Female
 
Head and thorax of queenblack; pubescence on 1-3 abdominal tergites yellow; 4-5 abdominal tergites brick red. Workers are with 1-2 abdominal tergites yellow and 3-5 abdominal tergites brick red. Thick black pubescence on head except malar space; clypeus with punctures; head broad than long; mandibles thick with cutting edges, thorax and abdomen equally broad; pubescence on thorax black; wings dark brown; abdomen cordate at the apex. Dorsal surface of head with scattered punctures all over except ocellar depressions.
 
Male
 
Head and thorax with black pubescence except white lateral aspects in thorax; abdominal tergites 2-3 yellow, abdominal tergites 3-4 brick red; male smaller in size as compared to female; penis valve in genitalia short, flickered and toothed anteriorly; gonostylus broad and short, rectangular in shape with spines in internal proximities; strongly produced process present basally on the interior side; inner processes present in volsella, one of the hook is in apical direction and straight while the second one is basal, broad and hooked; penis valve head broad with pronounced teeth along inner edge.
 
Material examined
 
Himachal Pradesh: Dist. Kullu, Shangarh, Sainj, 2ex, 14.vii.2017; Niharni, Sainj, 1ex, 16.vii.2017, Sainj Wild Life Sanctuary; Dist. Solan, Chail, 1ex, 1.vii.2018, 18 exs, 27.xi.2018; UT of Ladakh: Dist. Leh, Phey, 2 ex, 6.viii.2019.
 
Distribution India
 
Himachal Pradesh, Kashmir, Uttrakhand, Arunachal Pradesh, Sikkim, Manipur, West Bengal.
 
Distribution elsewhere
 
Myanmar, Thailand, South China, Taiwan, Pakistan, Nepal.
 
Floral preferences
 
Solanumn igrum; Chrysanthemum sp., Lupinius polyphullus, Brassica campestris; Dalhia verbalis; Cucurbitapepo; Tagetes sp.; Helianthus annuus (Fig 1).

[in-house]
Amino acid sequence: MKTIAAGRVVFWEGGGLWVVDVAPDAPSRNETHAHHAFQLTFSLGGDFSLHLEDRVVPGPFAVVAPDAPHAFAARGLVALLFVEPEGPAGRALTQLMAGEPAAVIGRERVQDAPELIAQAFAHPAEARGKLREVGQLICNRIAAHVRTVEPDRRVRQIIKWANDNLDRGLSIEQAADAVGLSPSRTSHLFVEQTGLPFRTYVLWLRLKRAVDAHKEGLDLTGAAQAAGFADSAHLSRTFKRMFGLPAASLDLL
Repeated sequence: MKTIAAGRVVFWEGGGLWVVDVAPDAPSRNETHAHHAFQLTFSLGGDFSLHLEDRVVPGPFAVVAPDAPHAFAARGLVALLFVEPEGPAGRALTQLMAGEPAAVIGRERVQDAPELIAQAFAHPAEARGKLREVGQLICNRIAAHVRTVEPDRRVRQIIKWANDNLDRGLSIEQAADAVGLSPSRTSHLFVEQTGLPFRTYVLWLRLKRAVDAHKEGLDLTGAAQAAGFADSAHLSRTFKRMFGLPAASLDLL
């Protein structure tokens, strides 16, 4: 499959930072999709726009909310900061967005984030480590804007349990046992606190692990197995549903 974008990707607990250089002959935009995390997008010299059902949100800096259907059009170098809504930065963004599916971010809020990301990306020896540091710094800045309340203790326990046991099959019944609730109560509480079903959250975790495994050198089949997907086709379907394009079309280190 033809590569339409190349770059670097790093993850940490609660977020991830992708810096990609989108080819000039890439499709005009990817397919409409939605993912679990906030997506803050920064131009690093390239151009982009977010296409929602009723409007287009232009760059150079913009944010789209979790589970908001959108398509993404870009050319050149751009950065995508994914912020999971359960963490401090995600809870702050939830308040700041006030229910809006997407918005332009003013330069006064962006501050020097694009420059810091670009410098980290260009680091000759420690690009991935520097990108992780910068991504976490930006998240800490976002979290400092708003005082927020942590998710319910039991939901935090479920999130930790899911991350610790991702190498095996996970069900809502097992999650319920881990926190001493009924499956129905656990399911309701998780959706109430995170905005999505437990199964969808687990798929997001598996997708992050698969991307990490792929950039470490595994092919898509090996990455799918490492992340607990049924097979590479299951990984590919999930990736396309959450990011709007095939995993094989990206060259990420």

Fig 1: B. trifasciatus on Chrysanthemum spp.


 
Remarks
 
This species is common in lower altitudes of India and hence called Oriental species. This species has altitudinal distribution between 1500 to 2350 mts. above sea level and is common but has been observed in less numbers above 2350 mts up to 3500 mts. The seasonal activity of these bees is very long as it emerges very early at the start of the season. In the present studies this species has been recorded for the first time from Trans Himalaya. The specimens have been collected from Phey, Ladakh which is a high altitude cold desert in Trans Himalayan region of India. This region has harsh climatic conditions, very scanty precipitation leading to scarce vegetation in most parts of Ladakh.

Bombus tunicatus Smith, 1852
 
Bombus tunicatus Smith, 1852a: 43
Bombus vallestris Smith, 1878: 168
B. gilgitensis Cockerell, 1905: 223
B. terrestris Friese, 1909: 674
        
Diagnosis: Plate 2 (Fig a-f)
 

Plate 2: Bombus tunicatus Smith: a) Queen b) Worker c) Male d) Genitalia e) Sterna 7 f) Sterna 8.


 
Female
 
Pubescence on head black; thorax with densely white pubescence with a black band in middle between wings; abdominal tergite 1 with white pubescence, 2-3 black and 4-5 with yellowish orange pubescence; all parts with thick pubescence; protuberant clypeus, margins bent inwards towards gena and supraclypeus, clypeus punctured with many scattered large punctures; meta tibiae and tarsi covered with scattered long black hair; posterior margin with convex shaped rounded distioanterior end.
 
Male
 
Head black; in thorax pronotum and metanotum with white pubescence, mesonotum with black band present between wings; abdominal tergite 1 white, 2-3 black and 4-5 brick orange; labrum covered with punctures; gonostylus with apical process on internal side; penis valve turned outside, flattened sickle shaped, strongly broadened dorsoventrally to form broad funnel; sclerotized volsella.
 
Material examined
 
Himachal Pradesh: Dist. Kinnaur, Chitkul, Sangla, 8ex, 10.x.2017; UT of Ladakh: Dist. Leh, Phey, 3 ex, 18.viii.2019.
 
Distribution India
 
Kashmir, Uttarakhand, Himachal Pradesh, Sikkim.
 
Distribution elsewhere
 
Nepal, Afghanistan, Pakistan, Nepal.
 
Floral preference